Daniel Coyle served as principal gifts associate in UNLV's advancement office before taking on the multiple roles of director of development officer and academic advisor in the Honors College. In the newly created position of development officer, he works with alumni, friends, foundations, and corporations to secure private gifts in support of the college. He is also a part-time faculty member teaching Honors Public Speaking, a position he has held since 2010. Coyle earned both his M.A. and B.A. degrees in communication studies from UNLV.
Where did you grow up?
Right here in Las Vegas. I went to Centennial High School, and then got both of my degrees from UNLV. My wife was born and raised here, too. Everything lined up to keep me in Las Vegas.
What inspired you to get into development?
Originally I thought of development as sales--most people do. But conversations with the vice president of advancement made me realize that what a development officer does is to match people who have resources with a cause they want to support. When I thought about how I personally handle making charitable gifts, this made sense to me. My wife and I set aside money each year to give away, but it takes someone to ask us for our support, to tell us how our gift will make a difference, to get us excited about supporting a specific cause. If I feel that about making charitable gifts, then I have to believe that the same thing occurs with major donors, if on a different scale.
Why the Honors College?
I wanted to be part of a program that gives high achieving students the education they deserve, one that they simply wouldn't get at any other university, no matter how prestigious. I feel we have an opportunity to work with exceptional students and blow their expectations out of the water.
Your job description includes development officer, student advisor, and teacher. Is there a common thread?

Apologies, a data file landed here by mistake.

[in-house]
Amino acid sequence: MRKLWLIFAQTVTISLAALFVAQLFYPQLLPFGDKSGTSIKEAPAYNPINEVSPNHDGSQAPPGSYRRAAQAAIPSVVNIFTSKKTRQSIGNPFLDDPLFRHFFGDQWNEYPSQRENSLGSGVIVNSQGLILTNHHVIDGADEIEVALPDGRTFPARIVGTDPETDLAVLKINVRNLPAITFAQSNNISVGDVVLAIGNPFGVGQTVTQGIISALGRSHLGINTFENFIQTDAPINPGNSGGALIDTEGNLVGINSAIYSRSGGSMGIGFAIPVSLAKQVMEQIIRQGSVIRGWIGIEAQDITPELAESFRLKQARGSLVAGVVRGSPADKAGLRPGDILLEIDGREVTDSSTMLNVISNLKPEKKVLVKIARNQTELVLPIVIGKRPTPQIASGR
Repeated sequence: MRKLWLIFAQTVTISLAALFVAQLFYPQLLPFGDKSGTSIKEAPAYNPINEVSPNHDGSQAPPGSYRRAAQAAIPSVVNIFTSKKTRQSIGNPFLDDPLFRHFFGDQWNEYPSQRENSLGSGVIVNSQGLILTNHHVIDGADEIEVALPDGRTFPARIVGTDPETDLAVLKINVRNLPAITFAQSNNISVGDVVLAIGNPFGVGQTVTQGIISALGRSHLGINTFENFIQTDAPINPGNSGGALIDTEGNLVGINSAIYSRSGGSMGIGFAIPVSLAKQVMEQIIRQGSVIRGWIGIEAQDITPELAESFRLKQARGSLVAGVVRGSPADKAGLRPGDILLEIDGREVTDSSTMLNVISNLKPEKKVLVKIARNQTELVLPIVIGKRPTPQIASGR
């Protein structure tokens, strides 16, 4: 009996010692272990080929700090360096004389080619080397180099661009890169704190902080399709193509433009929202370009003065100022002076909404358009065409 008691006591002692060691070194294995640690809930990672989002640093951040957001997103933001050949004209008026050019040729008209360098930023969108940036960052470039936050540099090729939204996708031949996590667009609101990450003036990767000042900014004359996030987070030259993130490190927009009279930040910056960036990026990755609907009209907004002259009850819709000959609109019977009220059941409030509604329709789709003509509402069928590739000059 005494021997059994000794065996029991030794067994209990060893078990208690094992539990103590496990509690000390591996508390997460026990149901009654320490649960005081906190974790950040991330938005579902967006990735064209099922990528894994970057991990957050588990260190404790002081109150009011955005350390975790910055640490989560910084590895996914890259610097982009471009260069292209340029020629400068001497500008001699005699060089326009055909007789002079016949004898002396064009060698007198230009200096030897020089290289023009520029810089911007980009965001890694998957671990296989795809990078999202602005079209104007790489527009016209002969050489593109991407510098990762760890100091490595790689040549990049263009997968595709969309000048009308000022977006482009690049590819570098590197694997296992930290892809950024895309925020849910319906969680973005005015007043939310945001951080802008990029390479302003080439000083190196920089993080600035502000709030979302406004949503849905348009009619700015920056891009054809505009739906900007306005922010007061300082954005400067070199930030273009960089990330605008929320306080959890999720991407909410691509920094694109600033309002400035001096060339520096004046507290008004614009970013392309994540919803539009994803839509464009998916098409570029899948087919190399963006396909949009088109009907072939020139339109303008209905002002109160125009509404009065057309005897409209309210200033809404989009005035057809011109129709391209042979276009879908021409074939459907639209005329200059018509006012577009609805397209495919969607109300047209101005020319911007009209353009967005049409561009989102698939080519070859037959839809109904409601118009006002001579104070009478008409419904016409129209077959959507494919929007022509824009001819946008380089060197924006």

In development, I can bring in funds for scholarships and programs; as an advisor, I can be a guide toward personal goals; and as a teacher of public speaking, I can help students express themselves with confidence and clarity. All of these roles give me a chance to be hands-on in creating a rich educational experience for Honors College students.
Can anyone be a great public speaker?
Yes. To me, a great public speaker is someone who has found their own voice...and confidently walks and speaks in that voice.
Is there a professor who you hold up as a model?
Thomas Burkholder. As an undergraduate, I took his course in the rhetorical tradition. It was my first course in persuasive writing, and I got really jazzed. When he asked me if I had ever considered graduate school, I was sold. He became my thesis advisor.
Who is your hero?
My wife. She has inspired me to be a hard worker, a moral man, a good father. The way she lives is exemplary.
What would people be surprised to learn about you?
I've completed two Tough Mudders -- endurance runs through extreme obstacles -- and I'm training for my third. We're putting together an Honors College team to compete this spring.
I never leave home without...
Saying a prayer. Not a quick prayer, but an intentional one. That, and my phone.
If you could be any comic book character, who would it be?
Iron Man. He's charismatic and brilliant.
--compiled by Marian Alper, director of donor relations at the UNLV Foundation